BD Onclarity™ HPV Assay
Extend the power of HPV testing
Cervical cancer is the 4th most frequent cancer in women1
While preventable, cervical cancer takes a heavy toll.
The high mortality rate from cervical cancer globally, could be reduced through a comprehensive approach that includes prevention through vaccination, early diagnosis, effective screening and treatment programs.1
*BD Onclarity™ HPV Assay detects the 14 high-risk HPV types: 16, 18, 31, 33, 35, 39, 45, 51, 52, 56, 58 and 59 classified as carcinogenic, 68 classified as probably carcinogenic, and 66 classified as possibly carcinogenic to humans.5,6
HPV infection is a well-established cause of cervical cancer.1
HPV testing is a valuable tool in the fight against cervical cancer
- Identify HPV types that cause cervical cancer and pre-cancer7-9
- Predict the immediate and future risk of disease10,11
- Determine the risk of adenocarcinoma8
- Track persistence of genotype-specific HPV infection12
- Monitor the impact of HPV vaccination
IDENTIFYING INDIVIDUAL HPV GENOTYPES ENABLES HEALTH CARE PROFESSIONALS TO MORE PRECISELY IDENTIFY THE RISK FOR DEVELOPING CERVICAL DISEASE.
†The 14 high-risk HPV types are 16, 18, 31, 33, 35, 39, 45, 51, 52, 56, 58 and 59 classified as carcinogenic, 68 classified as probably carcinogenic and 66 classified as possibly carcinogenic to humans.6
Learn moreClinical value of extended genotyping
The 14 high-risk HPV types have very different potential to cause cervical cancer. Some HPV types are more prevalent while others that are less common, are linked to a higher risk of cancer.
Risk profile of different HPV types
The 9-valent HPV vaccine (9vHPV) targets HPV types 6, 11, 16, and 18 (targeted by the quadrivalent HPV vaccine (4vHPV)), as well as five additional types, HPV types 31, 33, 45, 52, and 58.
High risk of disease
HPV 16, 18, 45
70% of all cervical cancers7,8 94% of adenocarcinomas7
Moderate risk of disease
HPV 31, 33, 58 52
20% of all cervical cancers7,8
Lower risk of disease
HPV 51, 35, 39, 68, 56, 59, 66
Learn moreBD Onclarity™ HPV Assay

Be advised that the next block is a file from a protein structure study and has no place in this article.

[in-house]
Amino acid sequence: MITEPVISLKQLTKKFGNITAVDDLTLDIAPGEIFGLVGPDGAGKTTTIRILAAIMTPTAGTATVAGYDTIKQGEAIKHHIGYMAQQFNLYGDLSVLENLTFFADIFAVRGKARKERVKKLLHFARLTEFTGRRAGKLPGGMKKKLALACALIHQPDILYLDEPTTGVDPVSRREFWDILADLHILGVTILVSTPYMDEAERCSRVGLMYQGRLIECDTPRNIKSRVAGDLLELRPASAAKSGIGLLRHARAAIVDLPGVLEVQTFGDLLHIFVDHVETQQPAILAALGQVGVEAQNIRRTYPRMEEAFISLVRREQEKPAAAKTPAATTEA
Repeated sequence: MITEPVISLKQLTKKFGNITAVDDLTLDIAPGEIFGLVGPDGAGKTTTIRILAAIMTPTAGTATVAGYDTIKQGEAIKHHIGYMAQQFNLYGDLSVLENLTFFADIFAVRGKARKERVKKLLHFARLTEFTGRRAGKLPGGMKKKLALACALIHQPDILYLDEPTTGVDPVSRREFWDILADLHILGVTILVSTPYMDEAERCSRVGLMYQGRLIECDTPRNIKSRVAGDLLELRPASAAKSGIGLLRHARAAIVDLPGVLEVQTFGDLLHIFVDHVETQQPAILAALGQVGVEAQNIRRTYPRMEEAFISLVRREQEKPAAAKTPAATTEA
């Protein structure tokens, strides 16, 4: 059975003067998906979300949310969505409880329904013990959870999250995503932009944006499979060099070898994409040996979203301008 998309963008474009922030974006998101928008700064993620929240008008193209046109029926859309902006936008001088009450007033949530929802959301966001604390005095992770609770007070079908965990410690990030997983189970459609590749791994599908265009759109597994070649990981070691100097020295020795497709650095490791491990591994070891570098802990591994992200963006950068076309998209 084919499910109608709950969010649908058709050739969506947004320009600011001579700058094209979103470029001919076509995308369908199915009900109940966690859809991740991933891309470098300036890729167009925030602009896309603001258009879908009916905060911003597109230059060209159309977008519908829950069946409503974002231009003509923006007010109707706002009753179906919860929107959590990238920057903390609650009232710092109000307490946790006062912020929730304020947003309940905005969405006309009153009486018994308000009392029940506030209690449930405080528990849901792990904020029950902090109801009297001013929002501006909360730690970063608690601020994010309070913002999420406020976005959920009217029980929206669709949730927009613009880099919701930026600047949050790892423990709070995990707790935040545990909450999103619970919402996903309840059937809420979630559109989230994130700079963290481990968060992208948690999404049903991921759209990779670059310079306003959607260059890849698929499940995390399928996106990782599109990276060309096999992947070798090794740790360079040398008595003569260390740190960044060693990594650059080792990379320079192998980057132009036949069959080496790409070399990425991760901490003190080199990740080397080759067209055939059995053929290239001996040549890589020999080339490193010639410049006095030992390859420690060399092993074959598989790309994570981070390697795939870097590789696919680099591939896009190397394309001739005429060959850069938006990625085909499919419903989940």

Women with persistent genotype-specific infection have a higher risk of developing a cervical cancer.12
a ≥CIN2 disease12
a ≥CIN2 disease12
MONITORING GENOTYPE-SPECIFIC PERSISTENT INFECTIONS IS KEY TO IDENTIFYING YOUR PATIENTS WHO ARE AT MOST RISK FOR DEVELOPING CERVICAL DISEASE.12
Pap screening has dramatically reduced the incidence of squamous cell cancers but not the incidence of adenocarcinomas.13,14
Adenocarcinomas represent as much as 30% of all cervical cancers in many countries.14
Squamous cell cancers
Adenocarcinomas are poorly diagnosed by cytology because they do not reach the superficial part of the gland and do not shed exfoliative cells.14-16
Delays in diagnosis could be responsible for the poorer prognosis associated with these cancers.14
THE BD ONCLARITY™ HPV ASSAY CAN HELP DETERMINE THE RISK FOR ADENOCARCINOMA USING EXTENDED GENOTYPING.5,8
Learn moreThe challenge of adenocarcinomas
- 4vHPV, quadrivalent HPV vaccine;
- 9vHPV, nonavalent HPV vaccine;
- ASCCP, American Society for Colposcopy and Cervical Pathology;
- CIN, cervical intraepithelial neoplasia;
- CIN1, cervical intraepithelial neoplasia grade 1;
- CIN2, cervical intraepithelial neoplasia grade 2;
- CIN3, cervical intraepithelial neoplasia grade 3;
- FDA, Food and Drug Administration;
- HPV, human papillomavirus;
- hrHPV, high-risk human papillomavirus;
- PCR, polymerase chain reaction.
- World Health Organization. Human papillomavirus (HPV) and cervical cancer. Available at: https://www.who.int/news-room/fact-sheets/detail/human-papillomavirus-(hpv)-and-cervical-cancer. Last updated 11 November 2020. Accessed 9 June 2021.
- Saslow D et al. CA Cancer J Clin. 2012;62(3):147-172.
- European Commission. European guidelines for quality assurance in cervical cancer screening - Second Edition, Supplements. 2015.
- Huh WK et al. J Lower Gen Tract Dis. 2015;19(2):91-96.
- BD Onclarity™ HPV Assay European Product information, 8089899(14). Updated November 2020.
- IARC Working Group on the Evaluation of Carcinogenic Risks to Humans. IARC Monogr Eval Carcinog Risks Hum. 2012;100(B):1-441.
- Li N et al. Int J Cancer. 2011;128:927-935.
- de Sanjose S et al. Lancet Oncol. 2010;11:1048-1056.
- Bottari F et al. J Clin Microbiol. 2015;53:2109-2114.
- Stoler MH et al. Gynecol Oncol. 2019,153(1):26-33.
- Schiffman M et al. Int J Cancer. 2016;139(11):2606-2615.
- Elfgren K et al. Am J Obstet Gynecol 2017;216(3):264.e1-7.
- Adegoke O et al. J Womens Health. 2012;21(10):1031-1037.
- Kyrgiou M et al. Br J Cancer. 2020;123(4):510-517.
- Katki HA et al. Lancet Oncol. 2011;12(7):663-672.
- Vaughan LM and Malinowski DP. Rev Bras Ginecol Obstet. 2019;41(5):357-359.
About 6 in every 10 women who undergo colposcopy have abnormal cells in their cervix - known as cervical intra-epithelial neoplasia (CIN).
A biopsy can help determine the risk that these cells have to become cancerous, according to the type of result:
≥CIN2, also called high-grade CIN, collectively refers to CIN2 or CIN3.
1. NHS. Colposcopy. Available at: https://www.nhs.uk/conditions/colposcopy/results. Accessed 4 September 2020.